Most modern yachts utilize a reciprocating diesel engine as their prime power source. Due to their operating simplicity, robustness, and fuel economy. Compared to most other prime mover mechanisms.
The rotating crankshaft can be directly coupled to the propeller with slow speed engines. Or via a reduction gearbox for medium and high-speed engines. Or via an alternator and electric motor in diesel-
A diesel-electric transmission system includes a diesel engine connected to an electrical generator. Creating electricity that powers an electric traction motor.
There are several propulsion systems available. With different specifications:
A fan that transmits power by converting rotational motion into thrust.
Aa pitch propeller mounted on a steerable pod attached to the hull. Linked to the engines through either a direct mechanical link or diesel-
A ducted propellor or pump creates a jet of water. By forcing water through a nozzle.
The are several Marine Engine Manufacturers.
The most common are MTU, Caterpillar, MAN, Yanmar and Rolls Royce Marine.
We created this comparison of yacht / marine diesel engine specifications.
|MTU||2000||22-36 l.||400-1,939||536-2,600||1,800-2,450||IMO II / EPA III||400-500 l/h|
|MTU||4000||51-69 l.||746-4,300||1,000-5,765||1,500-2,100||IMO II / EPA III||800-1,000 l/h|
|MTU||1163||232 l.||3,600-7,400||4,825-9,925||1,200-1,250||IMO I / IMO II||1,496 l/h|
|MTU||8000||347 l.||7,200-10,000||9,655-13,410||1,150||IMO II / EPA III||1,600 – 2,100 l/h|
|CAT||C12||12 l.||492-526||660-705||2,300||IMO II||160 l/h (est.)|
|CAT||C18||18 l.||350-747||469-1,001||1800-2300||IMO II||260 l/h (est.)|
|CAT||C32||32 l.||1193-1417||1,600-1,900||2,300||IMO II / EPA III||300 l/h (est.)|
|CAT||3512C||58||1000-1765||1,640-2,366||1600-1800||IMO II / EPA III||800l/h (est.)|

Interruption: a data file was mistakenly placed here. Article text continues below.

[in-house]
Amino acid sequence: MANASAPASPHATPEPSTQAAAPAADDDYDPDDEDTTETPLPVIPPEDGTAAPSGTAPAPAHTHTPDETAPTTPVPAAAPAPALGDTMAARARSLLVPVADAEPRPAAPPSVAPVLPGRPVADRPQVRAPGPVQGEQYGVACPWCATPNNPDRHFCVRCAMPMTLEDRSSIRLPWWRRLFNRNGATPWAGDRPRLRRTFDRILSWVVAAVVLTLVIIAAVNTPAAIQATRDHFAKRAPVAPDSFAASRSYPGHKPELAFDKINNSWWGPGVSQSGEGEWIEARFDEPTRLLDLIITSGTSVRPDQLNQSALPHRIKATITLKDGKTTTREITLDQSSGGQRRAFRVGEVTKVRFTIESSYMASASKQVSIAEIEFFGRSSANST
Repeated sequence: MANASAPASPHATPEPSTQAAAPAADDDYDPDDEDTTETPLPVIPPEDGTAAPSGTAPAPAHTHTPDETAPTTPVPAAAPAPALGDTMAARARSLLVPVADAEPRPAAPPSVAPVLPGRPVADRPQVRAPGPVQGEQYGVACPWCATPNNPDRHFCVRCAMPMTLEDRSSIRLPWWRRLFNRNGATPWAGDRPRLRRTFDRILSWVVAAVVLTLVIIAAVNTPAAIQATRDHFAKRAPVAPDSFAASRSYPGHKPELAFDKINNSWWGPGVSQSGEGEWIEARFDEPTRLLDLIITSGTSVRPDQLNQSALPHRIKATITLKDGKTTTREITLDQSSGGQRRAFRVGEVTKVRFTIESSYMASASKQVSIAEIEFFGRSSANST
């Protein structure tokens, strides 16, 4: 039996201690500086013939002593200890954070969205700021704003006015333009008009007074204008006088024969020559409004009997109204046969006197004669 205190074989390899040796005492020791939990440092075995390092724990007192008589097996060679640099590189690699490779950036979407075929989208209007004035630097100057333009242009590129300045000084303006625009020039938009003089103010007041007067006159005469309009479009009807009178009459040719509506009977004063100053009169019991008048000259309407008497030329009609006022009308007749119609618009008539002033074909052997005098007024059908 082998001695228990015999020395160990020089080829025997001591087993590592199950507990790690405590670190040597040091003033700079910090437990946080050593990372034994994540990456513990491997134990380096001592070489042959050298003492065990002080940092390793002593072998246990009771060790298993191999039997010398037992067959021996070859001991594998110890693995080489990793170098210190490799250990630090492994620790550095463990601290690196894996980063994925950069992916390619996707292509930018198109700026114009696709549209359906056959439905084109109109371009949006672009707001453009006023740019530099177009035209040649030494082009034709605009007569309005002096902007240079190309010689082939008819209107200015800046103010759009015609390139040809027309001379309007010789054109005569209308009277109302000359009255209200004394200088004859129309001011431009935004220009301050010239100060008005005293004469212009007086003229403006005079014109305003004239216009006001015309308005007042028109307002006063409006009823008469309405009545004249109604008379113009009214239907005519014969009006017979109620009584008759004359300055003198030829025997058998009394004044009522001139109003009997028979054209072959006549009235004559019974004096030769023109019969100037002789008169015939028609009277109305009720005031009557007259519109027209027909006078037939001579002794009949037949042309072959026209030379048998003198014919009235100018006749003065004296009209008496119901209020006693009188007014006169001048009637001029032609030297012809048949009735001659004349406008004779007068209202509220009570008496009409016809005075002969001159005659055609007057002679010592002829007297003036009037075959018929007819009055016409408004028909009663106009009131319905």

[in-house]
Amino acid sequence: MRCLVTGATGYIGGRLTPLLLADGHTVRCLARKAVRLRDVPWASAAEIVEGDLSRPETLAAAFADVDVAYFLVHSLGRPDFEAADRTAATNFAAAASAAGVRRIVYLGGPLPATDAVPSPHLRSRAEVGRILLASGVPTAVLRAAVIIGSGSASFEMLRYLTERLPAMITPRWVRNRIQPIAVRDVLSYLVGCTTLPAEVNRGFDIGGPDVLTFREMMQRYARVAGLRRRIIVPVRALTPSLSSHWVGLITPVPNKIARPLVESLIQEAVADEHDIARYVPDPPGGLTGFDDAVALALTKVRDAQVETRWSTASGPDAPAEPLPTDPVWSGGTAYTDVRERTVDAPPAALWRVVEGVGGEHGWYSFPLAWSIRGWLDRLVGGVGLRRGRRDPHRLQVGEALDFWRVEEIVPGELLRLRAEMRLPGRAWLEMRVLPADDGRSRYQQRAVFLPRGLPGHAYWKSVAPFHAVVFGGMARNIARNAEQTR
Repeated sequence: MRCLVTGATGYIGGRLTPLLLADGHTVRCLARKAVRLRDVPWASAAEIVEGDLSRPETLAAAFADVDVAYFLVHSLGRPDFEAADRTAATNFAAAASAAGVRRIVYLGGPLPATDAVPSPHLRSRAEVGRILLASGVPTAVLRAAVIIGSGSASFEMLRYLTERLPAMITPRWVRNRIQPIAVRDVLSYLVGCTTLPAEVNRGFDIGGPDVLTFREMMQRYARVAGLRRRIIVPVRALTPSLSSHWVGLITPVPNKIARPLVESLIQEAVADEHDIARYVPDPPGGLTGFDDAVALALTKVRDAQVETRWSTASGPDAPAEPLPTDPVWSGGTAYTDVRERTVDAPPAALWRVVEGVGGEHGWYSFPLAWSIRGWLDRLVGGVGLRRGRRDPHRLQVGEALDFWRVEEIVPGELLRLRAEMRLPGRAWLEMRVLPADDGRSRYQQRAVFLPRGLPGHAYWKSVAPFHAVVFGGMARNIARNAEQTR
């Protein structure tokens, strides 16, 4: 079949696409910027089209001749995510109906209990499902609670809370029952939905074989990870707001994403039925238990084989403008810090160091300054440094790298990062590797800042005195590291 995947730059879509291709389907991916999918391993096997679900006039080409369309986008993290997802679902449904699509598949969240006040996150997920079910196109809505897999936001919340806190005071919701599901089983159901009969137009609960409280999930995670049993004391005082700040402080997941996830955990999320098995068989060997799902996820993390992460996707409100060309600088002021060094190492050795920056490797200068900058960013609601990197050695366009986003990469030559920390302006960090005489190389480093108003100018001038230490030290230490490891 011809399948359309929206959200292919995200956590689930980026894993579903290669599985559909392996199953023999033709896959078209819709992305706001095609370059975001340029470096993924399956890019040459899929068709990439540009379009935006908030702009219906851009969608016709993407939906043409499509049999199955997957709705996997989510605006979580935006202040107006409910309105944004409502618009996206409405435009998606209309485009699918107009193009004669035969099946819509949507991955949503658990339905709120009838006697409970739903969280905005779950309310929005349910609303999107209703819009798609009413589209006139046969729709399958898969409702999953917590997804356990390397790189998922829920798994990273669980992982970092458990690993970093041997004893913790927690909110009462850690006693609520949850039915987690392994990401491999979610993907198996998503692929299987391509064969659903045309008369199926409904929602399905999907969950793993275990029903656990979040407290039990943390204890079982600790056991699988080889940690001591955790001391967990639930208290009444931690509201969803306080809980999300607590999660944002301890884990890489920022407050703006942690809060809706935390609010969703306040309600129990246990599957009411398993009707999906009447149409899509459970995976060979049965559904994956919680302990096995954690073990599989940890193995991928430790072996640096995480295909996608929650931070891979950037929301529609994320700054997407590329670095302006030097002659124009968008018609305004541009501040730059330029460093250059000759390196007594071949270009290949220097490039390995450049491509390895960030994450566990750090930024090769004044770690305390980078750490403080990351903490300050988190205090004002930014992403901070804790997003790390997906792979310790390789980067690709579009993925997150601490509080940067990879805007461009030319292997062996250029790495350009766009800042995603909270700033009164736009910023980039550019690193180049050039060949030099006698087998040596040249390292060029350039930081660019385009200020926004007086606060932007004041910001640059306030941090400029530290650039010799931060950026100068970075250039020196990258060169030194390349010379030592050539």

|CAT||VM32C||37||6000-8000||8,000-11,000||750||IMO II||1200 l/h (est.)|
|MAN||i6-800||12 l||588||800||2,300||EPA III||158 l/h|
|MAN||V8-1200||16 l.||882||1200||1,200-2,100||EPA III||240 l/h|
|MAN||V12-1550||24 l.||1,140||1550||1,200-2,100||EPA III||299 l/h|
|MAN||v12-1900||24 l.||1,397||4900||1,200-2,100||EPA III||373 l/h|
|Rolls Royce||C25:33L6P||2000||2720||1,000||IMO II||182 l/h|
|Rolls Royce||B32:40V12P||6000||8160||750||IMO II||184 l/h|
|Rolls Royce||B33:45V12||7200||9800||750||IMO II||176 l/h|
Marine Engine Manufacturers
Emission standards are the legal requirements governing air pollutants released into the atmosphere. Emission standards set quantitative limits on the permissible amount of specific air pollutants that may be released from certain engines.
In the yacht/marine industry there are two common sets of emission standards: the IMO and the EPA.
IMO Marine Engine Regulations
The International Maritime Organization (IMO) is an agency of the United Nations which has been formed to promote maritime safety.
IMO ship pollution rules are contained in the “International Convention on the Prevention of Pollution from Ships”, known as MARPOL
The NOx emission limits of Regulation 13 of MARPOL Annex VI apply to each marine diesel engine. With a power output of more than 130 kW installed on a vessel.
Tier Date KW2,000
IMO I 2000 17.0 45*(n-
IMO II 2011 14.4 44*(n-
IMO III 2016 3.4 9*(n-
EPA Marine Engine Regulations
The United States Environmental Protection Agency (EPA) has set EPA standards for exhaust and evaporative emission. To reduce the environmental impact from marine spark-
The emission standards require manufacturers to control exhaust emissions from the engines. And evaporative emissions from fuel tanks and fuel lines.
Tier Date KW2,000
EPA I 2004 17.0 45*(n-
EPA II 2011 75% of I 75% of I 75% of I
IPA III 2016 20% of I 20% of I 20% of I